Is this the time to worry about the purchasing power of the Dutch? While Ukrainians experience unimaginable horrors? I fully understand the discomfort about the Dutch purchasing power concerns. We are lucky in a prosperous and safe country. I understand the reaction doubly well because I am by no means a fan of how politicians deal with the purchasing power figures of the Central Planning Bureau. Those pictures are a reality on paper: the CPB estimates what will change in purchasing power as a result of the government’s policy and its own forecasts about the economy. But they’re too theoretical to say anything about what people actually have left at the end of the month. The CPB is always clear about this. Yet governments are so eager for those paper pictures to show pluses that they turn all kinds of buttons in the tax system to get that done. An abomination with real effects: it complicates the tax system.
Nevertheless, the purchasing power estimate published by the CPB this week does deserve special attention.
Not because most Dutch people will probably lose out this year due to the high energy prices. The purchasing power of an average household will fall by 2.7 percent this year, the CPB estimates now – in the midst of an uncertain war and the future. (‘Average’ sounds nice and homely, but it’s CPB jargon: half of the households suffer less, the other half more.)
That 2.7 percent is a very exceptional minus, but as the CPB notes, most Dutch people can suffer that. For them it means making choices: using less energy or spending less on other things. Deal with it. As a country, we have simply become poorer because we pay those higher energy prices abroad. There’s nothing you can do about it. For comfort, remember that in the economically difficult corona year 2020, the reverse happened: then purchasing power increased by the same percentage.
No, this purchasing power estimate is important because the CPB showed that people with lower incomes are particularly hard hit. The economists warned that without aid, poverty will increase. And that people above the poverty line who have little buffer can also run into financial problems.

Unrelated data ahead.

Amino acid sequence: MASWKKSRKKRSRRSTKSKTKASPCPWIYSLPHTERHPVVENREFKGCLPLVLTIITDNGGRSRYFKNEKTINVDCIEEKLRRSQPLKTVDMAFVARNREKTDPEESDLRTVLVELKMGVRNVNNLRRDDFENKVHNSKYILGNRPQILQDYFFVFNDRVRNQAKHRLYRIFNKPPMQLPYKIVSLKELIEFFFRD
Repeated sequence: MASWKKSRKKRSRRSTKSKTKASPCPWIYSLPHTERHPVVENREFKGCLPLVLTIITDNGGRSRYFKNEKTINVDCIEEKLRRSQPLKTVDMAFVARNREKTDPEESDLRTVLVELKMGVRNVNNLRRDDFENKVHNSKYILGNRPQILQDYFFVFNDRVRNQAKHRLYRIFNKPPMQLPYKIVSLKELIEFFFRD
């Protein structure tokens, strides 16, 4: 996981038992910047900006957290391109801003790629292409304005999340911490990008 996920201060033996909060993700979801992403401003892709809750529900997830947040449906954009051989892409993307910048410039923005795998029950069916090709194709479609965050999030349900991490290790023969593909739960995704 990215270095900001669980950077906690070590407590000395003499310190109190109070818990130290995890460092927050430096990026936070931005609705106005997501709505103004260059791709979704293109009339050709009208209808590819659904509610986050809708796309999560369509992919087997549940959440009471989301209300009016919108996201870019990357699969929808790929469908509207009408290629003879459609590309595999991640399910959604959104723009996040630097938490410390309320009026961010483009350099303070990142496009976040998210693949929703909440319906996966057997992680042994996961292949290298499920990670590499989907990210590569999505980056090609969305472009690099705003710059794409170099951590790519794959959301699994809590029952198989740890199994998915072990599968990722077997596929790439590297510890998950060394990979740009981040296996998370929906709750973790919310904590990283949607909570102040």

It was precisely for these vulnerable groups that the cabinet did too little when it lowered the tax on energy bills in October: with an average consumption of 400 euros. That was a gift for everyone, even those households that didn’t need it.
Such broad compensation is “soon very ineffective,” the CPB warned this week: “it is not necessary for everyone, and for those who need it, it is insufficient.”
On Friday, the cabinet only partly corrected that mistake. Roughly 800,000 households around the social minimum receive 800 euros as compensation. But the cabinet is now also accommodating everyone: the excise duties on petrol and diesel will be temporarily reduced, as will the VAT on energy bills. Various economists responded very critical† Higher incomes mainly benefit from cheaper fuel (because they drive more cars), noted Marieke Blom, chief economist at ING† It helps Russia, because it does capture higher prices without encouraging people to consume less, warned Mathijs Bouman† I would rather have given that 800 euros to a few more low-income households. Just before the municipal elections, the cabinet apparently could not resist.
Marike Stellinga is an economist and political reporter. She writes about politics and economics here every week.
A version of this article also appeared in NRC Handelsblad on 12 March 2022
A version of this article also appeared in NRC in the morning of March 12, 2022